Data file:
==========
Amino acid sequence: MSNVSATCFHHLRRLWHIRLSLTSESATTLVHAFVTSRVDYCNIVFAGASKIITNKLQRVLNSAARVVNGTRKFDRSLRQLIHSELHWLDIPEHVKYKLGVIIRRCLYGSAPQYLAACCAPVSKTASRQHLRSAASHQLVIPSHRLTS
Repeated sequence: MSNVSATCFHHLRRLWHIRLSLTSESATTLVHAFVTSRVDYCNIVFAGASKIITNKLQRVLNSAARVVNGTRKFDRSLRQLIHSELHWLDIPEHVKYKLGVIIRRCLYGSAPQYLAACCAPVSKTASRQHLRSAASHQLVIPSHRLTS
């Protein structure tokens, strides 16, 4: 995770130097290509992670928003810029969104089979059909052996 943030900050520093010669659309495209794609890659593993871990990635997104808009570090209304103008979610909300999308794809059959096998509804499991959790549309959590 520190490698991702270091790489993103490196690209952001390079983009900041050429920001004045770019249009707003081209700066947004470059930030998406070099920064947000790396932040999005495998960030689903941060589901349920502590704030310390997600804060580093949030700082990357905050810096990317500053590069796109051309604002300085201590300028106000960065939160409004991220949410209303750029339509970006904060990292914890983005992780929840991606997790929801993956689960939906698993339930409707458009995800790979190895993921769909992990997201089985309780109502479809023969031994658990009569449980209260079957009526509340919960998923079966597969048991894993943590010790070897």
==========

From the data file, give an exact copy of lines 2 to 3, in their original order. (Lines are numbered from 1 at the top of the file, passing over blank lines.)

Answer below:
Repeated sequence: MSNVSATCFHHLRRLWHIRLSLTSESATTLVHAFVTSRVDYCNIVFAGASKIITNKLQRVLNSAARVVNGTRKFDRSLRQLIHSELHWLDIPEHVKYKLGVIIRRCLYGSAPQYLAACCAPVSKTASRQHLRSAASHQLVIPSHRLTS
């Protein structure tokens, strides 16, 4: 995770130097290509992670928003810029969104089979059909052996 943030900050520093010669659309495209794609890659593993871990990635997104808009570090209304103008979610909300999308794809059959096998509804499991959790549309959590 520190490698991702270091790489993103490196690209952001390079983009900041050429920001004045770019249009707003081209700066947004470059930030998406070099920064947000790396932040999005495998960030689903941060589901349920502590704030310390997600804060580093949030700082990357905050810096990317500053590069796109051309604002300085201590300028106000960065939160409004991220949410209303750029339509970006904060990292914890983005992780929840991606997790929801993956689960939906698993339930409707458009995800790979190895993921769909992990997201089985309780109502479809023969031994658990009569449980209260079957009526509340919960998923079966597969048991894993943590010790070897």